Summer is right around the corner, and for many that means peak “running season,” or an opportunity to get outside and enjoy the beautiful weather. Whether a runner’s goal is to improve his or her time, run their first 5k, or stay fit, it’s important understand how to run healthy to prevent injury. Physical therapists can advise runners on proper form, training methods, strategies for preventing injuries, proper shoe selection and work with them to develop a plan tailored to their specific needs, for successful running. Physical therapists can also evaluate, diagnose and treat runners who have sustained a running-related injury. the same area, every time you run. Last year, Move Forward Physical Therapy, a section of the American Physical Therapy Association (APTA), published The Physical Therapist’s Guide to Healthy Running. Physical therapists are experts in restoring, maintaining, and enhancing movement in people’s lives. They can help runners improve performance, prevent and treat injuries, and stay running. Train well, race well. One common training myth the Physical Therapist’s Guide to Healthy Running addresses, is to push through pain. Runners know how to handle pain. But how do you determine what pain is normal and what is cause for alarm? Muscle soreness that eases as you run can be normal. However, pain you should be concerned about may have one or more of the following characteristics: pain that does not subside within several hours after running, pain that exceeds 3 out of 10 while running, the onset of sharp pain, pain that wakes you up at night, pain that worsens when you run, and pain that persists in

Some common conditions affecting runners include: achilles tendon injuries, groin strain, hamstring injuries iliotbial band syndrome (ITBS), knee pain, patellofemoral pain, plantar fascitis, and even stress induced urinary incontinence. A physical therapist can help determine the cause of the problem and recommend effective cross training exercises, identify when poor form may be contributing to your pain, and prescribe necessary changes in training to allow the body to repair itself. Concerned about pain while you run or just looking to stay healthy throughout the season? Physical Therapy & Sports Medicine Centers (PTSMC), located at 1183 New Haven Road, is in partnership with the Hartford Marathon Foundation, and can help you remain pain free throughout your training! For more information visit PTSMC on the web at or call the office 203723-0722. Let their experienced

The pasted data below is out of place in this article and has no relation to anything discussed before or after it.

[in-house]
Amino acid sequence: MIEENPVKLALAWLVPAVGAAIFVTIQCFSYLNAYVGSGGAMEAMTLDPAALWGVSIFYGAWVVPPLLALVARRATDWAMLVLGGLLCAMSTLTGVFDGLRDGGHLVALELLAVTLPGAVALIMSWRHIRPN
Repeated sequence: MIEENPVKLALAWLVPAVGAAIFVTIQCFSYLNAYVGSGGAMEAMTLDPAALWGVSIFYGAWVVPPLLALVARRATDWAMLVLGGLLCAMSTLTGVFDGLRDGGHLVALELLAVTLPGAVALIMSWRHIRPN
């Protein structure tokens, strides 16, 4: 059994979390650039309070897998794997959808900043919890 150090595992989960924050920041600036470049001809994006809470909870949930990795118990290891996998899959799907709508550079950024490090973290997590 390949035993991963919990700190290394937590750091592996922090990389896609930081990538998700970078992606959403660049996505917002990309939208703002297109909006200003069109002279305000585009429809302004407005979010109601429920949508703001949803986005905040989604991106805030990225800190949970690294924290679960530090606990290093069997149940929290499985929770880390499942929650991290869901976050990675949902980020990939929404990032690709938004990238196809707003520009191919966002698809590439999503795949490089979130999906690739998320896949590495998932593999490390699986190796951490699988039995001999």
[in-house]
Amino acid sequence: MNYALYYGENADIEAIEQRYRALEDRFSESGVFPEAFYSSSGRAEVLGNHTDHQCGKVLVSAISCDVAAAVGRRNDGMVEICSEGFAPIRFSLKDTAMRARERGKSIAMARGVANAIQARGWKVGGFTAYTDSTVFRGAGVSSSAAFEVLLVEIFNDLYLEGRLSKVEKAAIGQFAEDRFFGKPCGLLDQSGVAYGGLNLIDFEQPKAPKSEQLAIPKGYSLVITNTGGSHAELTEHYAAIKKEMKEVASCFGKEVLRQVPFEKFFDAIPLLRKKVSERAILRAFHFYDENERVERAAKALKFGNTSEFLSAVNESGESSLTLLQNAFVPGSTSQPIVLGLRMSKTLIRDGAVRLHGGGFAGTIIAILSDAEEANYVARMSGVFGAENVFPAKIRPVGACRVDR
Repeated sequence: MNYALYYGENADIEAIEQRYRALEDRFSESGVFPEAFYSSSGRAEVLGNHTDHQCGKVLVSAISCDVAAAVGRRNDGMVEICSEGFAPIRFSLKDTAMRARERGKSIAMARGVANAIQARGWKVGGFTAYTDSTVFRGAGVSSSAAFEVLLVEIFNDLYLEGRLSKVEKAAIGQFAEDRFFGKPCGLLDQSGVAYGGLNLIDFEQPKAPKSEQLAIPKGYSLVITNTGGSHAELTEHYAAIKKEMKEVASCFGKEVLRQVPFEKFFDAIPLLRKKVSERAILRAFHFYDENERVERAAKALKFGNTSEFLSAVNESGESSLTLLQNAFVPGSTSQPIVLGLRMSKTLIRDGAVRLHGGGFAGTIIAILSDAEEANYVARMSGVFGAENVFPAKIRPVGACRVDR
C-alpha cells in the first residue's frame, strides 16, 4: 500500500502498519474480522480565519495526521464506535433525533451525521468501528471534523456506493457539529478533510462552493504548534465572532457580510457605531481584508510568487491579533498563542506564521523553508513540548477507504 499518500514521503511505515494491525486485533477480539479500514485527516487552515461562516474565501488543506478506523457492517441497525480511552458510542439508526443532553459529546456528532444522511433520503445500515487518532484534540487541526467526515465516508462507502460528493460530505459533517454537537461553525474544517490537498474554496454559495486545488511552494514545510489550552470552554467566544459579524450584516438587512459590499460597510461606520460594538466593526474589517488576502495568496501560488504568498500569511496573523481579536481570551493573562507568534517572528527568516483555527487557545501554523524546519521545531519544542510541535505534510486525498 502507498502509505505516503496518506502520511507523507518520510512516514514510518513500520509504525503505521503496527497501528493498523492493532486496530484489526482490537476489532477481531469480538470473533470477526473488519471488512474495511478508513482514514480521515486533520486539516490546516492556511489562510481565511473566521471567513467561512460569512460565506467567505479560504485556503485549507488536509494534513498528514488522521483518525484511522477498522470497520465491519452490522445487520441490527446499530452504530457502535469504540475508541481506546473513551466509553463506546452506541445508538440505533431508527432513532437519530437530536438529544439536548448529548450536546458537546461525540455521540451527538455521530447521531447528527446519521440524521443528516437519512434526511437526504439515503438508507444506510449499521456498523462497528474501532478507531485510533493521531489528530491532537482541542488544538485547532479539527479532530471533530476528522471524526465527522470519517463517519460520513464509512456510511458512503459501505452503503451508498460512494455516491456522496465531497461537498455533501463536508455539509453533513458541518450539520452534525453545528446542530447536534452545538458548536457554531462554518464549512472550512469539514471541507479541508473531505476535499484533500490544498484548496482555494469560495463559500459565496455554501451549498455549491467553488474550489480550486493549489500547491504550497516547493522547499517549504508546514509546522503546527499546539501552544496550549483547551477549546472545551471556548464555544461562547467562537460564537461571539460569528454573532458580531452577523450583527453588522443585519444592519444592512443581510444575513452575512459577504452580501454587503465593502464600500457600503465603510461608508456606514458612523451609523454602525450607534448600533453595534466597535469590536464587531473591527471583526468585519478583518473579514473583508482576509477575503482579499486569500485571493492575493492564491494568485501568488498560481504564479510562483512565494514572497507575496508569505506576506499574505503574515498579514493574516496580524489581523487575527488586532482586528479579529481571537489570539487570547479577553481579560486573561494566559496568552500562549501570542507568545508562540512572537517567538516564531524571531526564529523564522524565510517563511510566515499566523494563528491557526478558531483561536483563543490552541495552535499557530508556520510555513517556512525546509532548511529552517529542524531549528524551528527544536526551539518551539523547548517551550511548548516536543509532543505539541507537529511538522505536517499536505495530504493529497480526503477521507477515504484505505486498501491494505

Say Goodbye to Muscle Pain! “Graston Technique effectively breaks down scar tissue and reduces inflammation that causes pain and restricted mobility” Using stainless steel instruments we can be more specific and have better outcomes in treating:

Ourr goall iss too providee comprehensivee homee health h caree solutionss too caree for,, andd assistt u and/orr yourr lovedd oness too you remain n independentt att home.

therapists help keep you moving and enjoying your runs! (To read the full version of The Physical Therapist’s Guide to Healthy Running, go to